I Wasn’t Done With the PS4, but With the Arrival of Sony’s PS5, That’s Quite Alright
I wasn't quite done with the PlayStation 4 (PS4) and its incredible library of titles that still need to be played or deserve another playthrough, but Sony's PS5 allows me to play those titles in the best possible way while having me hooked for next-gen.
Another seven years, another console generation. Sony launched its insanely popular PS4 back in 2013, and while seven years can be considered an eternity in the tech world, the console still managed to hold up on its own. Since its launch, Sony’s ‘last-gen’ console has spawned an impressive line-up of exclusives that still deserve to be played. Titles such as Horizon Zero Dawn, God of War, and Uncharted 4 spring to mind, but also Ratchet & Clank, Days Gone and Spider-Man have left their mark on the PS4-era for me.
Does Sony’s next-gen console bring enough to the table to get me into the next console cycle? I can wholeheartedly say: Yes.
Whereas Microsoft has clearly been focusing on graphical horsepower with its Xbox Series X for this generation, Sony is taking a different route with its focus on sparkling your senses in multiple ways. This isn’t to say that the PS5 lacks horsepower, on the contrary, but Sony is aiming for something different – something that players are able to see, hear, and feel.
The PS5 is a big step up from the PS4 – the console’s launch titles are visually stunning. From the ray-traced graphics in Spider-Man: Miles Morales and Spider-Man Remastered to the staggering visuals of Bluepoint Games’ Demon’s Souls Remake, console games have never looked as good and each scene is graphical eye candy. I marveled at how much is actually happening on my screen while playing Miles Morales – and the PS5 handles it flawlessly.
Not only does the PS5 offer increased visual fidelity, but performance has seen a big boost as well with most of the launch titles running at a stable 60FPS. This allows these titles to feel so much more fluid than last-gen titles. And this doesn’t only apply to the console’s launch titles, but also to my beloved collection of PS4 games. Coming from a standard PS4, titles like Days Gone and Ghost of Tsushima look much sharper, run much more fluid, and benefit from increased loading speeds thanks to the PS5’s boost mode. I’m talking about almost instant loading for games as Until Dawn and The Last of Us Remastered, as well as near-instant transitions with fast traveling in Spider-Man: Miles Morales. This truly is impressive and shows how Sony’s ultra-fast SSD inside the console takes loading, or rather the lack of it, to a new level.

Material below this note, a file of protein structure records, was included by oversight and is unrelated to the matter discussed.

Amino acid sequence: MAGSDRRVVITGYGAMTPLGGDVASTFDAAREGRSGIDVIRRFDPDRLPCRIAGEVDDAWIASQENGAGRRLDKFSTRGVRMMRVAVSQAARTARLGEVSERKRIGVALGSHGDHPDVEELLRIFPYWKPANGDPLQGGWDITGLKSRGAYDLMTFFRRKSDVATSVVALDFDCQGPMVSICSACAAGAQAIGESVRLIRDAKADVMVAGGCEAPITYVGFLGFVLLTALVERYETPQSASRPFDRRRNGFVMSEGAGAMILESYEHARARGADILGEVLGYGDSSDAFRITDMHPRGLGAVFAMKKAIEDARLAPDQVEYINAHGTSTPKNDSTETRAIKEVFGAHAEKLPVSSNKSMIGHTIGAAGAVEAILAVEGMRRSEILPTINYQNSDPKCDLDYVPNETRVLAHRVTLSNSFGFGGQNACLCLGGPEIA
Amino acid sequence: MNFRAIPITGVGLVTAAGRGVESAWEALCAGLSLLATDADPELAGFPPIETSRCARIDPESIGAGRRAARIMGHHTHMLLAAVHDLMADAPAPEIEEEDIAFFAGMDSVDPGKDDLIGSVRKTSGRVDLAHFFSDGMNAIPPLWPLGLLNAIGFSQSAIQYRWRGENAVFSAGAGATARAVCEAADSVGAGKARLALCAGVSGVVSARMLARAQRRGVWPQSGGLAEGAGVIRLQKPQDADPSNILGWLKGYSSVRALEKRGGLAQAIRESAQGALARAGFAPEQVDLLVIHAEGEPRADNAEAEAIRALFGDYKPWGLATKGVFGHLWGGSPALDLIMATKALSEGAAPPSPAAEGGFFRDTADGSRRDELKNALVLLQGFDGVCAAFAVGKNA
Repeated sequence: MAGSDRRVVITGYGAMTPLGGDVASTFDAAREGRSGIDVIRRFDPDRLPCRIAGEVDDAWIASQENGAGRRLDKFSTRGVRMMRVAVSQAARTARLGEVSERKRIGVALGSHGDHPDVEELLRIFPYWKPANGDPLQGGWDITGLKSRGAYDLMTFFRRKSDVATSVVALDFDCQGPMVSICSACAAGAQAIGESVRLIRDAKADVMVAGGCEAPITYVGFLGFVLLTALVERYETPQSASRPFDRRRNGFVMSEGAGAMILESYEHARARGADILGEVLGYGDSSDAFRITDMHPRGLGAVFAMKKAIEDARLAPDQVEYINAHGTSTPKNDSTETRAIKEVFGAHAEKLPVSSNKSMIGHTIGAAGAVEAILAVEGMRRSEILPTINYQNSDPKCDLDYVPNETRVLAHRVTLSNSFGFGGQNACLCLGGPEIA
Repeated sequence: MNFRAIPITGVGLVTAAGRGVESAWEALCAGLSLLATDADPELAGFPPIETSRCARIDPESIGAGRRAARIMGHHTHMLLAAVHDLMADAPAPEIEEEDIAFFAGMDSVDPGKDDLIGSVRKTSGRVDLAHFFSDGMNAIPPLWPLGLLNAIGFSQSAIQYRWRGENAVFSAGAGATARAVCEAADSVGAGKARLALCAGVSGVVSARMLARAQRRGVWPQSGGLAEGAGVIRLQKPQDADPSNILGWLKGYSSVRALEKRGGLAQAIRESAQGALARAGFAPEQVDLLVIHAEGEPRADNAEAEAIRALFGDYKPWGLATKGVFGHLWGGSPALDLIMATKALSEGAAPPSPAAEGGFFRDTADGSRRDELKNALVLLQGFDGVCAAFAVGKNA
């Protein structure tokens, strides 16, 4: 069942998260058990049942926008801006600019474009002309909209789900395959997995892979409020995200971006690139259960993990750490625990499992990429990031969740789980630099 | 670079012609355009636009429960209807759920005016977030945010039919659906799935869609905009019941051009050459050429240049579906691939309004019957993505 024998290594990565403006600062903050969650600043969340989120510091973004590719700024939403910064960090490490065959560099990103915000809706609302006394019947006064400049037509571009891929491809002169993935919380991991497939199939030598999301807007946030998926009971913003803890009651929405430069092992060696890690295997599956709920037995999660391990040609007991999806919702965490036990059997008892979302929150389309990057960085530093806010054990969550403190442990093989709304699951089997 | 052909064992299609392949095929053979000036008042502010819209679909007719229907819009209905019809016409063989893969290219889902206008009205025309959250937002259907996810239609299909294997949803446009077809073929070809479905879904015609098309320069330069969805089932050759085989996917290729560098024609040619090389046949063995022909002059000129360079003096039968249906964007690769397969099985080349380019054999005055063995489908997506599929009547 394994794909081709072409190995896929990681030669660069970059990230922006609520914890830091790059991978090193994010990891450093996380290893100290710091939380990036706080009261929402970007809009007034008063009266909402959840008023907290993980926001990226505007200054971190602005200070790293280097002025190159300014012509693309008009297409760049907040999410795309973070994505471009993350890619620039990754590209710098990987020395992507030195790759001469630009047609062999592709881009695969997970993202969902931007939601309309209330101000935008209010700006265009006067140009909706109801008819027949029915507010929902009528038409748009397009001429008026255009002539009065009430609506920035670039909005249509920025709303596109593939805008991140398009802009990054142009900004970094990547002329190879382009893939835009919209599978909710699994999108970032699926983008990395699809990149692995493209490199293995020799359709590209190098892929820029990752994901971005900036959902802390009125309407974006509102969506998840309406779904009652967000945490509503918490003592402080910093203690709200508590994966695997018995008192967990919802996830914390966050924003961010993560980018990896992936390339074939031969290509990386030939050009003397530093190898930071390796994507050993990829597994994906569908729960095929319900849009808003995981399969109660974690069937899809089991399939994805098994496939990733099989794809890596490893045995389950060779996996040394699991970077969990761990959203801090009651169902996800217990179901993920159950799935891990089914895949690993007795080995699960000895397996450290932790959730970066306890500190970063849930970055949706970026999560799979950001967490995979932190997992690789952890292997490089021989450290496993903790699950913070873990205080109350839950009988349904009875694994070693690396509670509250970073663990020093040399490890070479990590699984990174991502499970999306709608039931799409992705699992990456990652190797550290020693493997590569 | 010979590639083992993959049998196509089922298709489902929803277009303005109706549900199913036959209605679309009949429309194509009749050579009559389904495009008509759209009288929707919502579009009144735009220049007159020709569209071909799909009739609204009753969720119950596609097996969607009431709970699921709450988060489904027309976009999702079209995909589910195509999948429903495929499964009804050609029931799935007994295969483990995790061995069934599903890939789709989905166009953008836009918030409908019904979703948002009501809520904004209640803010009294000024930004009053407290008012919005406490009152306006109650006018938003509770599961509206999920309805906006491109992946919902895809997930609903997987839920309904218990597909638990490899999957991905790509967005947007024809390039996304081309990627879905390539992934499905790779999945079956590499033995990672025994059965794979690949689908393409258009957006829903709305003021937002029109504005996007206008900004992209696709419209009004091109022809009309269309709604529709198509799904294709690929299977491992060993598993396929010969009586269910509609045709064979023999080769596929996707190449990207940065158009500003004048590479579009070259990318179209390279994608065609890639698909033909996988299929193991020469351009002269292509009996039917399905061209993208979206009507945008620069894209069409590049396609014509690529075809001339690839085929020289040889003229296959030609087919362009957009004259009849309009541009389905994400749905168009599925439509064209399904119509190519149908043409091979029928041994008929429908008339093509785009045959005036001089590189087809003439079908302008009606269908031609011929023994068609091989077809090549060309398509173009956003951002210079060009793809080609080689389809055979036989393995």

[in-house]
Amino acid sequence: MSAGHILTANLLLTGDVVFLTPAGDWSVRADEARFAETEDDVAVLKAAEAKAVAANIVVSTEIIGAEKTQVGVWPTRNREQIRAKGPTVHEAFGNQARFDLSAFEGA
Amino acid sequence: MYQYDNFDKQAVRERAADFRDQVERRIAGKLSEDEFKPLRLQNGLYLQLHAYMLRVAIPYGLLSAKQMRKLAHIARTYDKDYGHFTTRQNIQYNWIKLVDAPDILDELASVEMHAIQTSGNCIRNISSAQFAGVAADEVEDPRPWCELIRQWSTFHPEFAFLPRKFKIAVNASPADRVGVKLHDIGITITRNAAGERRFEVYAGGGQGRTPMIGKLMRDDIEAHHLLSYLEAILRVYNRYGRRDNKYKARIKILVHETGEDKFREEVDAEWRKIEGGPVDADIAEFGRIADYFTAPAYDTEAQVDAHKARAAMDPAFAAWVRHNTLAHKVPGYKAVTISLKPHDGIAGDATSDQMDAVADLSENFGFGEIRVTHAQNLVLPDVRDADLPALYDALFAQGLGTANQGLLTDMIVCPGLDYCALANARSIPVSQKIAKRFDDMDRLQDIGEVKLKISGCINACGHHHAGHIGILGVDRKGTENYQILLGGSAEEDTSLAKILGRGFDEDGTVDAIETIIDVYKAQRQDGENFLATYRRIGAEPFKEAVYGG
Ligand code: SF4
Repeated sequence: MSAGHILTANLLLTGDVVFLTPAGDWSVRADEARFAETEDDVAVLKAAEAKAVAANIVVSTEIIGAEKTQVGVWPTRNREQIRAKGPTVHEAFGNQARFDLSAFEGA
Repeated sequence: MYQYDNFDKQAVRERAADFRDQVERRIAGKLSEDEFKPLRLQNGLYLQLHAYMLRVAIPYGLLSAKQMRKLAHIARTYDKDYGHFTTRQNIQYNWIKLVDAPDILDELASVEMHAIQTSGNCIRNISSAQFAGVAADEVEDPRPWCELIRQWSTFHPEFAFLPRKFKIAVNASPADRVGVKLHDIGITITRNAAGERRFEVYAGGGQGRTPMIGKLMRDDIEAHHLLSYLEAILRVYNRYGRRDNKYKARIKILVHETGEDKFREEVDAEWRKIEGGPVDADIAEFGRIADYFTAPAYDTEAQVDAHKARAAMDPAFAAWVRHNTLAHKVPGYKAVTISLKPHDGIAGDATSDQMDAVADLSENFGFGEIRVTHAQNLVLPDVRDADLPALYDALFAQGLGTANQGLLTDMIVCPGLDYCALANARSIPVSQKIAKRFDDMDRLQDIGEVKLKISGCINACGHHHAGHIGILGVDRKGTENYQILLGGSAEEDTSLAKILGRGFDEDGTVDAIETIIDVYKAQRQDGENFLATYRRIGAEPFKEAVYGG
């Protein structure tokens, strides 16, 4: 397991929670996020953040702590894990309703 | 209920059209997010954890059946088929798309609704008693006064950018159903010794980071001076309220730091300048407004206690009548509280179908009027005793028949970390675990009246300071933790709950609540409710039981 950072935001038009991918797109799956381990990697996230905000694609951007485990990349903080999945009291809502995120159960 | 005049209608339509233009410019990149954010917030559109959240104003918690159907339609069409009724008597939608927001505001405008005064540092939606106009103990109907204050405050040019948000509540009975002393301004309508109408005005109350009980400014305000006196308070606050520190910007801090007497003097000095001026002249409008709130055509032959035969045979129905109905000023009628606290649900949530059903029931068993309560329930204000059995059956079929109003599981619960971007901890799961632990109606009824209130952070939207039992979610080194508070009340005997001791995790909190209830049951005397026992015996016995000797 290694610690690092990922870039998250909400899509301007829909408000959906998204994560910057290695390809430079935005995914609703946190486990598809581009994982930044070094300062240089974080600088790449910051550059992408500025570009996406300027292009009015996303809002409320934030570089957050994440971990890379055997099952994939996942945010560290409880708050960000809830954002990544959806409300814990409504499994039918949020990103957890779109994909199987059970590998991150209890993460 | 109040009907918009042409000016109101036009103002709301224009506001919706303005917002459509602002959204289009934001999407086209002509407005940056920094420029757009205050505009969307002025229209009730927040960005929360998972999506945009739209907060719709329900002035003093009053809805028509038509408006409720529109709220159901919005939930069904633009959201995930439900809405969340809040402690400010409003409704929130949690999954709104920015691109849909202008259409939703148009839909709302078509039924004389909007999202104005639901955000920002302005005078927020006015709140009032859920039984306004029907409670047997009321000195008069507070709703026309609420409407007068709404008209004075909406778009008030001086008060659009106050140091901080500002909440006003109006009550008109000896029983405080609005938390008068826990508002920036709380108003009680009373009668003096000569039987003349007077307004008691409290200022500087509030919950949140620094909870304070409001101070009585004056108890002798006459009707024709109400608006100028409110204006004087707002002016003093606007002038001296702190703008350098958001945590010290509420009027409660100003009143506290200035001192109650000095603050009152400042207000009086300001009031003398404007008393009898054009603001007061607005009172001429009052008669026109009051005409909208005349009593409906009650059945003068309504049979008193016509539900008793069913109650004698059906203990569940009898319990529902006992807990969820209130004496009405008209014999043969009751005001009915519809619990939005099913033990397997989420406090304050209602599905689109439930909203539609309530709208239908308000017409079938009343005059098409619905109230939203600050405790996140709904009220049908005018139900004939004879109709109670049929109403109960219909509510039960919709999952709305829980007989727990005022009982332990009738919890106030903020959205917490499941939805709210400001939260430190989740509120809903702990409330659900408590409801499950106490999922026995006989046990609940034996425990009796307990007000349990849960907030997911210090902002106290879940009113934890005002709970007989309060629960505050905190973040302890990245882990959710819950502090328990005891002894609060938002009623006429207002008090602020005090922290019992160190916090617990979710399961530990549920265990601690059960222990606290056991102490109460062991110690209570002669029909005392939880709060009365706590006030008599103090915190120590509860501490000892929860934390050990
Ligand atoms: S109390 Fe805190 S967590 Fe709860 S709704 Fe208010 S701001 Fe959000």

With titles like Miles Morales (which is a cross-gen game after all) looking this good already, I can’t help but wonder where this console cycle will be taking us, and I’m sure that we’ll be even more amazed by what developers can visually deliver on the PS5 in the years to come.
Aside from offering next-gen visuals, Sony’s new console also tries to break away from the standard PlayStation design. This time around, compared to the company’s previous consoles, the PS5 is much more elegant and comes in a two-toned white design with black and blue accents. I guess you rather love or hate the new design, but for me, it adds to the console's premium presence.
While I’m a sucker for visuals, I might actually be more of an audio-freak. I won’t go as far as to say that I’m an audiophile, but in my opinion, good audio pulls you in even more than strong visuals, and while subpar audio might not break an already good game, good sound design can make a decent game so much better.